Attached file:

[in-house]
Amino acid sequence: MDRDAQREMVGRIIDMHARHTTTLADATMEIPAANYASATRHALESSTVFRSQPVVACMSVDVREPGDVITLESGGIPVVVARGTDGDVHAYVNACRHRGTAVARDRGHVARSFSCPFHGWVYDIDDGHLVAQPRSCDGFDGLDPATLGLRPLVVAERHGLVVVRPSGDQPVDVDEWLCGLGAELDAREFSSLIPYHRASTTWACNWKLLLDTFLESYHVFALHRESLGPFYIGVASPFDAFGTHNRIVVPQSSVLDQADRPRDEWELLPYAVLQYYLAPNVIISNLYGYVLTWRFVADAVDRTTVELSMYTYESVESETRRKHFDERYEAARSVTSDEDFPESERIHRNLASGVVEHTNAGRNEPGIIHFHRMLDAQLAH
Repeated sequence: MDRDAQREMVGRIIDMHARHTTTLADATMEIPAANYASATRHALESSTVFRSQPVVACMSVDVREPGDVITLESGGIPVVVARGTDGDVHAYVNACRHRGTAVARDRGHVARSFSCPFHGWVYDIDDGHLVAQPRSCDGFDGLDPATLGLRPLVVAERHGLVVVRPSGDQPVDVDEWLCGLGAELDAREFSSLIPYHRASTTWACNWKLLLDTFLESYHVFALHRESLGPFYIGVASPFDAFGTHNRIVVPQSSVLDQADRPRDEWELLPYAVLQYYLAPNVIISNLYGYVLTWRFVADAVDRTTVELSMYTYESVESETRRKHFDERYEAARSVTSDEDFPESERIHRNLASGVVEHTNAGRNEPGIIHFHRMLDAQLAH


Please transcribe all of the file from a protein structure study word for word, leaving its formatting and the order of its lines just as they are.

[in-house]
Amino acid sequence: MDRDAQREMVGRIIDMHARHTTTLADATMEIPAANYASATRHALESSTVFRSQPVVACMSVDVREPGDVITLESGGIPVVVARGTDGDVHAYVNACRHRGTAVARDRGHVARSFSCPFHGWVYDIDDGHLVAQPRSCDGFDGLDPATLGLRPLVVAERHGLVVVRPSGDQPVDVDEWLCGLGAELDAREFSSLIPYHRASTTWACNWKLLLDTFLESYHVFALHRESLGPFYIGVASPFDAFGTHNRIVVPQSSVLDQADRPRDEWELLPYAVLQYYLAPNVIISNLYGYVLTWRFVADAVDRTTVELSMYTYESVESETRRKHFDERYEAARSVTSDEDFPESERIHRNLASGVVEHTNAGRNEPGIIHFHRMLDAQLAH
Repeated sequence: MDRDAQREMVGRIIDMHARHTTTLADATMEIPAANYASATRHALESSTVFRSQPVVACMSVDVREPGDVITLESGGIPVVVARGTDGDVHAYVNACRHRGTAVARDRGHVARSFSCPFHGWVYDIDDGHLVAQPRSCDGFDGLDPATLGLRPLVVAERHGLVVVRPSGDQPVDVDEWLCGLGAELDAREFSSLIPYHRASTTWACNWKLLLDTFLESYHVFALHRESLGPFYIGVASPFDAFGTHNRIVVPQSSVLDQADRPRDEWELLPYAVLQYYLAPNVIISNLYGYVLTWRFVADAVDRTTVELSMYTYESVESETRRKHFDERYEAARSVTSDEDFPESERIHRNLASGVVEHTNAGRNEPGIIHFHRMLDAQLAH